In this way, drag at Penn allows students to express their creative sides that don’t fit into a preprofessional blazer.

Lingel agrees. “It would make a lot of sense for students to want to use drag as a way of managing the uptightness at Penn and the professionalism at Penn and the normative push towards upper class lifestyles.”


Despite enthusiasm for the yearly drag show, however, there is scarcely a regular “drag scene” here on campus. Individuals looking for broader exposure to drag must instead venture downtown into the vibrant Philadelphia drag scene. From drag club meccas like ICandy (a club at which the owner was recently recorded using the n–word) and Voyeur to rowdy bars like Bob and Barbara’s, Philly houses one of the most diverse drag communities in the country. These venues feature drag legends and ingenues—oftentimes new queens that were encouraged by fellow queens to pick up a wig. 

Josef Hoenzsch (E ‘17), who uses they/them pronouns, is one of the few Penn students to make a name for themselves as a queen. Under the name “Annie De Beers,” Josef gradually became a “medium–sized fish in a huge pond” of the Philadelphia drag scene. One night, the host of the weekly show at Bob and Barbara’s, NYC icon Lisa Lisa, picked Josef out of the crowd and asked them to perform. Josef began their drag career by emulating Kesha. In their first performance, they lip synced to “Blow” while wearing a black off–the–shoulder dress, six–and–a–half inch heels, and a bra stuffed with socks.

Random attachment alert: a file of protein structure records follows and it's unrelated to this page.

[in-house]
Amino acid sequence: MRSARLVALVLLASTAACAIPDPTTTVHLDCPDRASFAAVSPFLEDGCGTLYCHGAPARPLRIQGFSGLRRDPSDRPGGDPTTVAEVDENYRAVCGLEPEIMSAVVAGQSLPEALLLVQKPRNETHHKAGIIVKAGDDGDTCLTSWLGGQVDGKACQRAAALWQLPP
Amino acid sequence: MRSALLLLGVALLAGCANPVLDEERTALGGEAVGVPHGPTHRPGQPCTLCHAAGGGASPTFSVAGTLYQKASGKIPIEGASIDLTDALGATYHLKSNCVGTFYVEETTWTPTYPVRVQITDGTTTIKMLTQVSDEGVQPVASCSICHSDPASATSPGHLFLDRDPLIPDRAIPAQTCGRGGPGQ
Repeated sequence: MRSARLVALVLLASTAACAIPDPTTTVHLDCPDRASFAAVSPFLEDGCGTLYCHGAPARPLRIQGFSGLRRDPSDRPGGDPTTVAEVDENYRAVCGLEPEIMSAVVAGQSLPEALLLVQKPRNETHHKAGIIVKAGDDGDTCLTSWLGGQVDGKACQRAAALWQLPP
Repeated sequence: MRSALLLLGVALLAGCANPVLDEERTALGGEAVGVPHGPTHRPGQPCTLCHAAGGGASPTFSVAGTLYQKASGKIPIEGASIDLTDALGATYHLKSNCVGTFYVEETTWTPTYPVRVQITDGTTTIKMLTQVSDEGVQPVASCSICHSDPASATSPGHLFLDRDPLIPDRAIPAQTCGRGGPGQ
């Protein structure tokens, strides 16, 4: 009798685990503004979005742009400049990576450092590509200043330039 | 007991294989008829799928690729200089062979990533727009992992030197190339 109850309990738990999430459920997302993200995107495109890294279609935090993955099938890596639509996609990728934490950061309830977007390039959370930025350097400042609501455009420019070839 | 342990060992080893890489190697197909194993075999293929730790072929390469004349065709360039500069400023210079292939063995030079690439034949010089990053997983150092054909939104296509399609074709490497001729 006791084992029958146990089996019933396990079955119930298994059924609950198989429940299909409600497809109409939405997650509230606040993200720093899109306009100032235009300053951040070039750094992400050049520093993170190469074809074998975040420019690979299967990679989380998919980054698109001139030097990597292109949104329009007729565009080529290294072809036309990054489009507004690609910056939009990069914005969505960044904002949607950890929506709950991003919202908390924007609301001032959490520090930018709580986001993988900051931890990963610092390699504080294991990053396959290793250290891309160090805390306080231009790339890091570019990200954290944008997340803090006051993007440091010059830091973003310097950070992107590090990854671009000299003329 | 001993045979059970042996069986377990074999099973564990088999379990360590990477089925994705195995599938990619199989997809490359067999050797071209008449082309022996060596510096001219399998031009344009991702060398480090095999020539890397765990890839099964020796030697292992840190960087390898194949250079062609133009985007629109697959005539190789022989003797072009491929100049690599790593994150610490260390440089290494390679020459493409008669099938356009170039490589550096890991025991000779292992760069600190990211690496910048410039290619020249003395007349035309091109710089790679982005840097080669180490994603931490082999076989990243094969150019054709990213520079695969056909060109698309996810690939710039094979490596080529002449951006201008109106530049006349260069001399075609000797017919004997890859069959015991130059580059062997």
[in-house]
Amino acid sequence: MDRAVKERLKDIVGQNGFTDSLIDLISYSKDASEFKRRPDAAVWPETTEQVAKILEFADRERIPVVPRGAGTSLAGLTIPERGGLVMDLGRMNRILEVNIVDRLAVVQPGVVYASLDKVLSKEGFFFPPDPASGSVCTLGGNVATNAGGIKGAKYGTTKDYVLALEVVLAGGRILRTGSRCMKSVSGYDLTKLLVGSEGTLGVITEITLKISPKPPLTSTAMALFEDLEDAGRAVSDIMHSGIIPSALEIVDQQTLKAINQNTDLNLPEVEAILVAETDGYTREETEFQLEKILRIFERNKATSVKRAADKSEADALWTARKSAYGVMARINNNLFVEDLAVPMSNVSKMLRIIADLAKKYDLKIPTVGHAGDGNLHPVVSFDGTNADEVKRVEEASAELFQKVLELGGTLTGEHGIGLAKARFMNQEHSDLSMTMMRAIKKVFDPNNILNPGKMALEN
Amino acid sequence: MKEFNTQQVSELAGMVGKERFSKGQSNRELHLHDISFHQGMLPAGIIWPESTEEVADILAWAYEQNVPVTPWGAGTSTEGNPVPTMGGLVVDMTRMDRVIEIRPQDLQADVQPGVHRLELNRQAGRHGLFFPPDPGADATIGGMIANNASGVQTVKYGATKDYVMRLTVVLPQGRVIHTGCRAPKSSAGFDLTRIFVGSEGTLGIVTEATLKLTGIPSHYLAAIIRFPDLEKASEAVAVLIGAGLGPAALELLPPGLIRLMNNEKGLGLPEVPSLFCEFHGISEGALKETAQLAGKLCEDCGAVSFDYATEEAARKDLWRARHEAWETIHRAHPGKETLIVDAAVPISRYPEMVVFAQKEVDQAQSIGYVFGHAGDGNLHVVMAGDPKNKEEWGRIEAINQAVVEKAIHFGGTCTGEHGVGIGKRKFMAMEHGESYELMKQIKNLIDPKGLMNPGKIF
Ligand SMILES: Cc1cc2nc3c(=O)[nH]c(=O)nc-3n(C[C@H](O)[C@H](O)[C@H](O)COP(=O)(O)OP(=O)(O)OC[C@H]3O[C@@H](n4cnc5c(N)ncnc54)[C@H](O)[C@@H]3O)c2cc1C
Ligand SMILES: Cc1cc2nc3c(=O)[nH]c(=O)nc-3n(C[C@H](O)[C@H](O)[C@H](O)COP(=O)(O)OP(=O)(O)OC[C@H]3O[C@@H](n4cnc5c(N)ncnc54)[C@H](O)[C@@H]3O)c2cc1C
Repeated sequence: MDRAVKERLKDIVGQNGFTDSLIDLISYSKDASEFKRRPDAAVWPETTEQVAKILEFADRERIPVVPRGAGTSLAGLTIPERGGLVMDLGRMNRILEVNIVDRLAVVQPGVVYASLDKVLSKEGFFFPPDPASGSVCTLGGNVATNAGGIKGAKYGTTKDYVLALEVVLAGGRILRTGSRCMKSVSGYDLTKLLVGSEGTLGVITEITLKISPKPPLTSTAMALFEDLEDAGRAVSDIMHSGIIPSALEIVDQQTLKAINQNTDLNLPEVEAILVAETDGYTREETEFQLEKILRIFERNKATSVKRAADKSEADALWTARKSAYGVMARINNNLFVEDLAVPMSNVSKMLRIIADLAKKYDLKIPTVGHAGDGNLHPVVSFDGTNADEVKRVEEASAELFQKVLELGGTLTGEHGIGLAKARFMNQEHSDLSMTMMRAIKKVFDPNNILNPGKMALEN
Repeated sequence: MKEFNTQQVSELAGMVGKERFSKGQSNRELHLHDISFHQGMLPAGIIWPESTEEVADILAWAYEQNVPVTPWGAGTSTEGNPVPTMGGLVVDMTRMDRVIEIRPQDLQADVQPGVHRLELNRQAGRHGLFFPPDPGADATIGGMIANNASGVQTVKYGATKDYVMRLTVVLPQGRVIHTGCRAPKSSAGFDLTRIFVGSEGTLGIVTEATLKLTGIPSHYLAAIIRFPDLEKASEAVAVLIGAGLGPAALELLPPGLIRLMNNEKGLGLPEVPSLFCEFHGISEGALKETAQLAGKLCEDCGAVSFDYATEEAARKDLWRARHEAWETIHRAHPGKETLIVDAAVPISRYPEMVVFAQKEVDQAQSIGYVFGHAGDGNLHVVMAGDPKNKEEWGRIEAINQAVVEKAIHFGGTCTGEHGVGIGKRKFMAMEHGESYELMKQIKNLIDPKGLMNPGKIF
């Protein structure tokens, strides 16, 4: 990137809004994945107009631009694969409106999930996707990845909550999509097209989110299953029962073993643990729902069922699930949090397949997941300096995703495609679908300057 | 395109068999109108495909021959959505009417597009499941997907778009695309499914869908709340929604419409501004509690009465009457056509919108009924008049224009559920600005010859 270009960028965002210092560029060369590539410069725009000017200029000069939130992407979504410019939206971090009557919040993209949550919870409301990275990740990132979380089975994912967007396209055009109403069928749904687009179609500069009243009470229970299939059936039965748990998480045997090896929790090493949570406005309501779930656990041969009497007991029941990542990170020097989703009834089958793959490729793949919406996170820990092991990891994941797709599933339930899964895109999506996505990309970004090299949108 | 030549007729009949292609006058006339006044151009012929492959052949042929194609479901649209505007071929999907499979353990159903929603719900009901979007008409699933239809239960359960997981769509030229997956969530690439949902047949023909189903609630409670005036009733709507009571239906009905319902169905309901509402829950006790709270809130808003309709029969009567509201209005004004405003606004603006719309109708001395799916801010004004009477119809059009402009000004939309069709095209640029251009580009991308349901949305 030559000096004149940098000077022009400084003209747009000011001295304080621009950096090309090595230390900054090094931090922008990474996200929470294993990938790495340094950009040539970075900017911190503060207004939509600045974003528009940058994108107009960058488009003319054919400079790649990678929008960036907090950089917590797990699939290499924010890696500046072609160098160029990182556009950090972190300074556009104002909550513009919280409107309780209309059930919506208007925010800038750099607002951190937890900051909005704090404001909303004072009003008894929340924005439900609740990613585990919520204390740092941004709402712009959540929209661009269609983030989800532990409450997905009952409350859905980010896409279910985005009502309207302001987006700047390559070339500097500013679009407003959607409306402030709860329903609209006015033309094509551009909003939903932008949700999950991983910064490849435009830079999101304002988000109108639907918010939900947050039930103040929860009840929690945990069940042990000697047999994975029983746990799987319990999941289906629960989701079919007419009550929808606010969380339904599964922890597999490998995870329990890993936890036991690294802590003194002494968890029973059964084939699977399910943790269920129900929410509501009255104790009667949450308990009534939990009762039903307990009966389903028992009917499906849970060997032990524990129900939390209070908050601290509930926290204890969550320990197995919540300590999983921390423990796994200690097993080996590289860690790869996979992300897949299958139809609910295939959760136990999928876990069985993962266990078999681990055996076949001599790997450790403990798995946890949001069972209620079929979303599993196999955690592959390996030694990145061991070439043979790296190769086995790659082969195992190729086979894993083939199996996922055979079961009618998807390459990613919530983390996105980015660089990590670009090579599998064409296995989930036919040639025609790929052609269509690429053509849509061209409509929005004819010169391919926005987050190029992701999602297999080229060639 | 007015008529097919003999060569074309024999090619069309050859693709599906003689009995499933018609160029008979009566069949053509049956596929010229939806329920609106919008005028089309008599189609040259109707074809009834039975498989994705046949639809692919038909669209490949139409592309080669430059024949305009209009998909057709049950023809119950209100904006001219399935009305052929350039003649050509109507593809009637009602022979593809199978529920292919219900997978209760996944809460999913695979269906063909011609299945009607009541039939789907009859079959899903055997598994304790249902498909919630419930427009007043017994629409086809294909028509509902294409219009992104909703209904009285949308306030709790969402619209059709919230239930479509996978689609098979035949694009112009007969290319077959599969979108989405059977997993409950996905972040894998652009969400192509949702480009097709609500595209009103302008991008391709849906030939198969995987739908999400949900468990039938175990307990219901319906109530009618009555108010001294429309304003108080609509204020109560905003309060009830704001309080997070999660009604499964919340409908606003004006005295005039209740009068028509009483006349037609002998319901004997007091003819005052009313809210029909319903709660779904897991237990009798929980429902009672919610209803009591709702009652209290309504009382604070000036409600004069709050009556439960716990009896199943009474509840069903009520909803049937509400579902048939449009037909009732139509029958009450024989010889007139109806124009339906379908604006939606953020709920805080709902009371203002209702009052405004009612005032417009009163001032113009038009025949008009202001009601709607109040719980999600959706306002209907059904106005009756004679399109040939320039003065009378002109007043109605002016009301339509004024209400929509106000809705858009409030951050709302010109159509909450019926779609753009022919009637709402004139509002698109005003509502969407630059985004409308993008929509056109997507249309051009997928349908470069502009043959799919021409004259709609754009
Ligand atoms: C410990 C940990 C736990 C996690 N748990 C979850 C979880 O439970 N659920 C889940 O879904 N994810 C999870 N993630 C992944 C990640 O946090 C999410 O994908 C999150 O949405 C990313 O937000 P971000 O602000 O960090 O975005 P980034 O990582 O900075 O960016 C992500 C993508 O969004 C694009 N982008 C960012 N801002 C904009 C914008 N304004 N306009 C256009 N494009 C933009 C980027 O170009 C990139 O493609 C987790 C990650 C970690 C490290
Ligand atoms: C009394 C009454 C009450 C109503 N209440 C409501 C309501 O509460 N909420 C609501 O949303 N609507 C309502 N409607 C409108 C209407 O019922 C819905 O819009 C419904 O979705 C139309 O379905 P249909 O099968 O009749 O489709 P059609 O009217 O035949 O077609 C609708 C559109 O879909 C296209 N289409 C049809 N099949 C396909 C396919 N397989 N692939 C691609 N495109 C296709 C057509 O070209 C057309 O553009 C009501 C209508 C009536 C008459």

“I was very into trashy drag,” they explain.

Josef Hoenzsch (E ‘17) dragged out as Annie De De Beers.

Photo provided by Josef.


After this performance, Josef began networking with other bars and drag queens. Amidst pursuing a Bachelor’s and Master's degree in Engineering, they performed up to six or seven times a month. Josef cites times when they would get out of class just one hour before they had to be on stage. “I learned to beat a face in under 20 minutes.” (Ed. note: to “beat a face” means to do one’s makeup; no physical harm involved.)